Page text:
The administration's tepid approach towards Nicaraguan President Daniel Ortega already cost Jonathan Farrar an ambassador posting to Nicaragua. Farrar's nomination failed because of policies that he oversaw during his tenure as chief of mission at the US Interests Section in Havana, Cuba, during the Bush administration.

While chief of mission, Farrar distanced the US from various dissident groups that he believed had little support on the island. He also removed a ticker used to criticise the Cuban government that had been the source of tension between US and Cuban officials.

For Senator Rubio, Farrar's weakness in promoting democracy and his placation of the Castro brothers would send the wrong signal to the world and to Nicaragua. Farrar wasn't the right man for Nicaragua, but Rubio and other Republicans have few problems with him serving in another capacity - as he'll be serving as the US ambassador to Panama next year.

Like Farrar's nomination to Nicaragua, Aponte was done in by Cuba.

I disagree with the Republican Senators' position on Aponte's nomination: Her op-ed was consistent with US foreign policy and with the policies of the Salvadoran government.

She has also done a commendable job working with the Salvadoran government, a government that is currently led by the former Marxist-Leninist Farabundo Marti National Liberation Front (FMLN), a one-time US enemy. But unlike Farrar, it doesn't appear there is a current ambassadorial opening that will allow Aponte to escape her alleged Cuban ties.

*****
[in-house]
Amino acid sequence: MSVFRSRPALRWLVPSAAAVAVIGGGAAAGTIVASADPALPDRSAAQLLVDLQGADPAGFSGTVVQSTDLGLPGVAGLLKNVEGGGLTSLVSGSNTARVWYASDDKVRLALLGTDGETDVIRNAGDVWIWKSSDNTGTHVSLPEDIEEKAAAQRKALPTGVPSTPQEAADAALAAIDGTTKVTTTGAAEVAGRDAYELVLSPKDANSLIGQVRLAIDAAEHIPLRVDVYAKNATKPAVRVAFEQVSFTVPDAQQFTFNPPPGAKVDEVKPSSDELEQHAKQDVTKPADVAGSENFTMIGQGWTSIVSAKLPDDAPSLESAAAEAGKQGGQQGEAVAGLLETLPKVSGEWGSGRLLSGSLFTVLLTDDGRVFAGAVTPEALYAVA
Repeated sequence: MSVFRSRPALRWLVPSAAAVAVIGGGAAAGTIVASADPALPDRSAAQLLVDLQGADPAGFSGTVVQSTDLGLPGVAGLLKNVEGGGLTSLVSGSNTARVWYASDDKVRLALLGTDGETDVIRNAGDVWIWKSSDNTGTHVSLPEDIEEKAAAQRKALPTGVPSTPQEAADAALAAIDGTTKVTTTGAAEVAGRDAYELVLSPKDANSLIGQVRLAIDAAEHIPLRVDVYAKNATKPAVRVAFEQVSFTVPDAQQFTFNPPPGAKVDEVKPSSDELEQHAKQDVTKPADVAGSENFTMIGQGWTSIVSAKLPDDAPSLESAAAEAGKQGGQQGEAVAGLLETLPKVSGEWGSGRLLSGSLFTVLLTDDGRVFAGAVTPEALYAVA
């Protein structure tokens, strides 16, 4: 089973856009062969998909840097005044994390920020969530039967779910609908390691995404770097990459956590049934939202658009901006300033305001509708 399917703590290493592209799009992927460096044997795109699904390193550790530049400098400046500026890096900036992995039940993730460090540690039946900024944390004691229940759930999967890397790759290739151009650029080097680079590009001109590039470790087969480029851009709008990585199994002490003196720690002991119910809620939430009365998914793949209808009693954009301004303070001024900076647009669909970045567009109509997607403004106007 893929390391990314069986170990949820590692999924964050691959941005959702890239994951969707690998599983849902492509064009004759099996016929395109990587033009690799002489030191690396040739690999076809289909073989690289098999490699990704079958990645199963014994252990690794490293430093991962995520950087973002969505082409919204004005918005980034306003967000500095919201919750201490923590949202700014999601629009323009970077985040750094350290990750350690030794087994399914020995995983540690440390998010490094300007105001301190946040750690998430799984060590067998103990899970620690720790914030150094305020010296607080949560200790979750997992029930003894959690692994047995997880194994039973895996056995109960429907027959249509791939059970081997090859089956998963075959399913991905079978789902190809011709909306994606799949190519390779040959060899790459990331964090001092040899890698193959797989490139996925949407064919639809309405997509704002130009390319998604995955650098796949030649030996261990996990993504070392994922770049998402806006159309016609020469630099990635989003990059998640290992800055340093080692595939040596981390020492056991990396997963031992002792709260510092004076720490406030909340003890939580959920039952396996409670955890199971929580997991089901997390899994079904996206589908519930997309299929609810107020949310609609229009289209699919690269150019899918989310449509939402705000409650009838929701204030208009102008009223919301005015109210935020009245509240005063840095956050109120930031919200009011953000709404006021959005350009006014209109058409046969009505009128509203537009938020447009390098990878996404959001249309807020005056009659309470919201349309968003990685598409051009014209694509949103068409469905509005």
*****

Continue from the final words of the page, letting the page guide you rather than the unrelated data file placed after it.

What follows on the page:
Mike Allison is an associate professor in the political science department and a member of the Latin American and Women's Studies Department at the University of Scranton in Pennsylvania.  He blogs on Central American Politics here.

The views expressed in this article are the author's own and do not necessarily reflect Al Jazeera's editorial policy.

 

The views expressed in this article are the author's own and do not necessarily reflect Al Jazeera's editorial policy.